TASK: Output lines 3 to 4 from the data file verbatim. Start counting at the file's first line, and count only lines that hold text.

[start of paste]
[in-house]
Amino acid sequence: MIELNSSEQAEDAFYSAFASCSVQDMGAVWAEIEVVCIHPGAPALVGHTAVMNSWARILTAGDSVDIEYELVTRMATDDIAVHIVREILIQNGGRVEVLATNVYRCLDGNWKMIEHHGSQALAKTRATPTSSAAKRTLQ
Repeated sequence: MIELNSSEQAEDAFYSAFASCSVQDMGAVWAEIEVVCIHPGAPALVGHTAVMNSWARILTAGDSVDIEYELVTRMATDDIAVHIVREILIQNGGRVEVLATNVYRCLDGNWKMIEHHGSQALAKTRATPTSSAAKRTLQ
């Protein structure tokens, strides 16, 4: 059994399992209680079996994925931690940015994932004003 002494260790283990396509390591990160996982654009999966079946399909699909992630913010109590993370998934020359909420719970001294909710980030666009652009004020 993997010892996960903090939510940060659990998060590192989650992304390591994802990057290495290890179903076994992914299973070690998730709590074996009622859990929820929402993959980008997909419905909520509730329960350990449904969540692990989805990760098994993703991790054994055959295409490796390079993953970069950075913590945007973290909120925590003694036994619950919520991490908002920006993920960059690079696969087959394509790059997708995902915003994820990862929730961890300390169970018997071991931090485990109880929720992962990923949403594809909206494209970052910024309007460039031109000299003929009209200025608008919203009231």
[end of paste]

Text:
Repeated sequence: MIELNSSEQAEDAFYSAFASCSVQDMGAVWAEIEVVCIHPGAPALVGHTAVMNSWARILTAGDSVDIEYELVTRMATDDIAVHIVREILIQNGGRVEVLATNVYRCLDGNWKMIEHHGSQALAKTRATPTSSAAKRTLQ
């Protein structure tokens, strides 16, 4: 059994399992209680079996994925931690940015994932004003 002494260790283990396509390591990160996982654009999966079946399909699909992630913010109590993370998934020359909420719970001294909710980030666009652009004020 993997010892996960903090939510940060659990998060590192989650992304390591994802990057290495290890179903076994992914299973070690998730709590074996009622859990929820929402993959980008997909419905909520509730329960350990449904969540692990989805990760098994993703991790054994055959295409490796390079993953970069950075913590945007973290909120925590003694036994619950919520991490908002920006993920960059690079696969087959394509790059997708995902915003994820990862929730961890300390169970018997071991931090485990109880929720992962990923949403594809909206494209970052910024309007460039031109000299003929009209200025608008919203009231």